Until the amendment of the Child Support Standards Act effective January 24, 2016 (D.R.L. §240[1-b][b][iii][I]; Laws of 2015, c. 387, §3), the rule had been that when a divorce court awards maintenance to a spouse, the amount of annual maintenance is to be deducted from the payor’s income when calculating parental income. However, for those same C.S.S.A. calculations, maintenance was not to be added to the recipient’s income. Thus, for example if in its award, a divorce court awarded a wife (the custodial parent) who had no other income $60,000 per year in maintenance from a husband earning $250,000 per year, the husband’s income for C.S.S.A. purposes would equal $250,000 less FICA, Medicare, and the $60,000 in maintenance, but the wife’s income would still be $0.
The recent amendment changed that anomaly. Effective January 24, 2016 , the alimony or maintenance actually paid or to be paid to a spouse is to be added to the income of the recipient when calculating parental income.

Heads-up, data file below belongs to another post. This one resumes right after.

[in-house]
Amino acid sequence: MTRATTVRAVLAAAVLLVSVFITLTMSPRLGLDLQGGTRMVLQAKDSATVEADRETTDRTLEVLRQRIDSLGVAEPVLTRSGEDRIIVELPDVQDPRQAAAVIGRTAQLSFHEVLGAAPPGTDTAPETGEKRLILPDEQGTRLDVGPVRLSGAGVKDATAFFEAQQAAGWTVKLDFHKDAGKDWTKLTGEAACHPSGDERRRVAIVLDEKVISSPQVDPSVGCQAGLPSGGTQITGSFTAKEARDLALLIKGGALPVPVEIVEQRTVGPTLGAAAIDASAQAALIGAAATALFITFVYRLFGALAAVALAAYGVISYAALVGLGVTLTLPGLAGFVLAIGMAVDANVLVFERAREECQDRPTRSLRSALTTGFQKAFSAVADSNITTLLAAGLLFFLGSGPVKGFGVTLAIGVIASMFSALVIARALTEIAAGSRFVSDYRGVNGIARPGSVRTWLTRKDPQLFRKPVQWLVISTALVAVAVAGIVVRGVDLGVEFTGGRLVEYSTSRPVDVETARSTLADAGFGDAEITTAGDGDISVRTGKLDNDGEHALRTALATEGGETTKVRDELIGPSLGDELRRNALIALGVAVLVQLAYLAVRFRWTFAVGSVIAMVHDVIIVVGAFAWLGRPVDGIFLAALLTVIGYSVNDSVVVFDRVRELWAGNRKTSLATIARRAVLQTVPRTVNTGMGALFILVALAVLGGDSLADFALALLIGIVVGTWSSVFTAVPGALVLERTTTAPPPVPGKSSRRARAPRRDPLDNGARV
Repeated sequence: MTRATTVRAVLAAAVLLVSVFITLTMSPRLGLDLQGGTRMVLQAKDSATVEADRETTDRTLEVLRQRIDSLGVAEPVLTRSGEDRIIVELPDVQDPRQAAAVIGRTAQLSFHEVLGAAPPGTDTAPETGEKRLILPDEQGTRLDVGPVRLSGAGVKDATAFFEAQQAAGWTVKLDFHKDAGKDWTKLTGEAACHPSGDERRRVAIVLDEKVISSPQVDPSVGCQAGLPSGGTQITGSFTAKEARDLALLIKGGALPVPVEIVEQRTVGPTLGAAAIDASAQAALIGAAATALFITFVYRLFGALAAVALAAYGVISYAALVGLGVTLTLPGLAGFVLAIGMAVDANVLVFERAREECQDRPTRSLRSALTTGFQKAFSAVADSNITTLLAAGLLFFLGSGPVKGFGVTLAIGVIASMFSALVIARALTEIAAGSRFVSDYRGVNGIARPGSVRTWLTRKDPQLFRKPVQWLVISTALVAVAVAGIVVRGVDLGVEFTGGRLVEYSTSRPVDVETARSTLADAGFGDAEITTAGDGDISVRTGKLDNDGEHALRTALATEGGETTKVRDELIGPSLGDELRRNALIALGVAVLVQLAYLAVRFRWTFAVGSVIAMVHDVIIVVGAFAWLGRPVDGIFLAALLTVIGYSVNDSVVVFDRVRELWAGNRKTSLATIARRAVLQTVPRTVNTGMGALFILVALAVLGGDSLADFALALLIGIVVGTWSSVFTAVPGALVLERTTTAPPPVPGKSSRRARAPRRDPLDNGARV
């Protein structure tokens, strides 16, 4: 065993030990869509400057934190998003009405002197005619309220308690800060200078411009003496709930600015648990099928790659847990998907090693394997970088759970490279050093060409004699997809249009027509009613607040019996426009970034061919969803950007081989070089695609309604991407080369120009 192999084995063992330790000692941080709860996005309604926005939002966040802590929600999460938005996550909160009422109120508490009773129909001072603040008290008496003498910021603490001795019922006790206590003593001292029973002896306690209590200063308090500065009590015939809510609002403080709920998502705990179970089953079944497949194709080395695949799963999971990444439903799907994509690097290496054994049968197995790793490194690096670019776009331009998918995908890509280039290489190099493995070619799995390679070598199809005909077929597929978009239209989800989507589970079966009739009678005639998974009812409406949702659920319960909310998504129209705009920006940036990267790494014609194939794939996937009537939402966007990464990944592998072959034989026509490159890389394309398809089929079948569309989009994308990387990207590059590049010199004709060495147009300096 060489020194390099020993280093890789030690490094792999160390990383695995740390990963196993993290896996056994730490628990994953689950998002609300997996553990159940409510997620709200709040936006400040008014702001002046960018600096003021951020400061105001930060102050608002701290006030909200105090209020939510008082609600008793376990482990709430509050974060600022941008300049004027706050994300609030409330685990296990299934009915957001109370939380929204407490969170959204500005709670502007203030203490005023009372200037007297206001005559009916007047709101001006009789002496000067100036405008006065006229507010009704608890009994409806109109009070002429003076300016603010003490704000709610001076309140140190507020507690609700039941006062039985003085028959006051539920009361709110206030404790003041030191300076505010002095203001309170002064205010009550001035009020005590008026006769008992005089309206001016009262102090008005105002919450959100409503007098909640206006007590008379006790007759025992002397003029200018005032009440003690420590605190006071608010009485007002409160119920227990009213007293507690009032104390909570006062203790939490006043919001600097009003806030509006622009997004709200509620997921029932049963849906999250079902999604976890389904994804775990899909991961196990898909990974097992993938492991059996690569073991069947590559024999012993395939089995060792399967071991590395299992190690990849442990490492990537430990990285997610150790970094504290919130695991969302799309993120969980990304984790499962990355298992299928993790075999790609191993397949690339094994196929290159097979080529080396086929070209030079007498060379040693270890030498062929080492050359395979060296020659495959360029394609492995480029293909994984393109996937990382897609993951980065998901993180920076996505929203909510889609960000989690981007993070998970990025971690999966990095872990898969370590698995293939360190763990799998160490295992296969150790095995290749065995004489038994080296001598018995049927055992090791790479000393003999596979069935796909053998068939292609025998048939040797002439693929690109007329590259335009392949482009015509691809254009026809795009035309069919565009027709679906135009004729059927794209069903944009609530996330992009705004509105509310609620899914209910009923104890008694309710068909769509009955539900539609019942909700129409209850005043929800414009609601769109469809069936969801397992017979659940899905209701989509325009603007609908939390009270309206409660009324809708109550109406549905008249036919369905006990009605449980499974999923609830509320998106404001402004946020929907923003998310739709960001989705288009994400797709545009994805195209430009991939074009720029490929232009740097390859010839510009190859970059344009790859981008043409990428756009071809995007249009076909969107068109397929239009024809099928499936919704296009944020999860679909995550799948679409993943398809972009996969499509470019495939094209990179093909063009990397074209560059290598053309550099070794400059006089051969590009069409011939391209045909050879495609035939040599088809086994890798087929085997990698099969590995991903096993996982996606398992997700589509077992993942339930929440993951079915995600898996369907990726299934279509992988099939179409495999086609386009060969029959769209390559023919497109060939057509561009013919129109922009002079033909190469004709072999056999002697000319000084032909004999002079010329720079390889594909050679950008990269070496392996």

Although it does not expressly so state, it has been held that this amendment is to be applied to cases commenced on or after January 24, 2016, and not to cases commenced before that date. R.I. v. T.I., 2016 NY Slip Op 50664(U), 51 Misc. 3d 1215(A) (Sup. Ct. Kings 2016); C.G. v. F.G., 2016 NY Slip Op 26220, 53 Misc. 3d 229, 235-36, 34 N.Y.S.3d 882, 887-88 (Sup. Ct. Richmond 2016).
Until the amendment, the rule had been that it was error to include maintenance awards as income to the recipient when computing the child support obligation. Krukenkamp v. Krukenkamp, 54 A.D.3d 345 (2nd Dept. 2008); Wallach v. Wallach, 37 A.D.3d 707, (2nd Dept. 2007); Shapiro v. Shapiro, 35 A.D.3d 585 (2nd Dept. 2006); Lee v Lee, 18 A.D.3D 508 (2nd Dept. 2005).
In its November 9, 2016 decision in Castello v. Castello, the Second Department ruled differently. In that case, the court modified a 2013 divorce judgment by changing the child support calculation.
Continue Reading The Effect of Spousal Support on Child Support: Did the Second Department Jump the Gun?